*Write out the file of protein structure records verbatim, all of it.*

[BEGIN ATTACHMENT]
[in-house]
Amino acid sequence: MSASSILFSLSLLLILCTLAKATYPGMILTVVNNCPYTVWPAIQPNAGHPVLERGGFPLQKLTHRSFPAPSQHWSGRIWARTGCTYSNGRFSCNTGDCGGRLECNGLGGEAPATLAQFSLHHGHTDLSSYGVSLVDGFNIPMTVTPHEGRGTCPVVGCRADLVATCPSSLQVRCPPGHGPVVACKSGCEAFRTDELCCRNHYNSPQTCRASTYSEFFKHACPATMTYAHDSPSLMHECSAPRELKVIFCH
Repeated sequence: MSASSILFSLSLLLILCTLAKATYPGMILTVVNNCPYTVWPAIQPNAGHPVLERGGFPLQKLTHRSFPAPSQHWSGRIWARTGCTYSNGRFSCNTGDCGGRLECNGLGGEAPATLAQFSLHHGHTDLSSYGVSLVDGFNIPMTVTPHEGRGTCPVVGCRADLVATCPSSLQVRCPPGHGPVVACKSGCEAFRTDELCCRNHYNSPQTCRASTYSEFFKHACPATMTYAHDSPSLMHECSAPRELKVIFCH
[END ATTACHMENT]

[in-house]
Amino acid sequence: MSASSILFSLSLLLILCTLAKATYPGMILTVVNNCPYTVWPAIQPNAGHPVLERGGFPLQKLTHRSFPAPSQHWSGRIWARTGCTYSNGRFSCNTGDCGGRLECNGLGGEAPATLAQFSLHHGHTDLSSYGVSLVDGFNIPMTVTPHEGRGTCPVVGCRADLVATCPSSLQVRCPPGHGPVVACKSGCEAFRTDELCCRNHYNSPQTCRASTYSEFFKHACPATMTYAHDSPSLMHECSAPRELKVIFCH
Repeated sequence: MSASSILFSLSLLLILCTLAKATYPGMILTVVNNCPYTVWPAIQPNAGHPVLERGGFPLQKLTHRSFPAPSQHWSGRIWARTGCTYSNGRFSCNTGDCGGRLECNGLGGEAPATLAQFSLHHGHTDLSSYGVSLVDGFNIPMTVTPHEGRGTCPVVGCRADLVATCPSSLQVRCPPGHGPVVACKSGCEAFRTDELCCRNHYNSPQTCRASTYSEFFKHACPATMTYAHDSPSLMHECSAPRELKVIFCH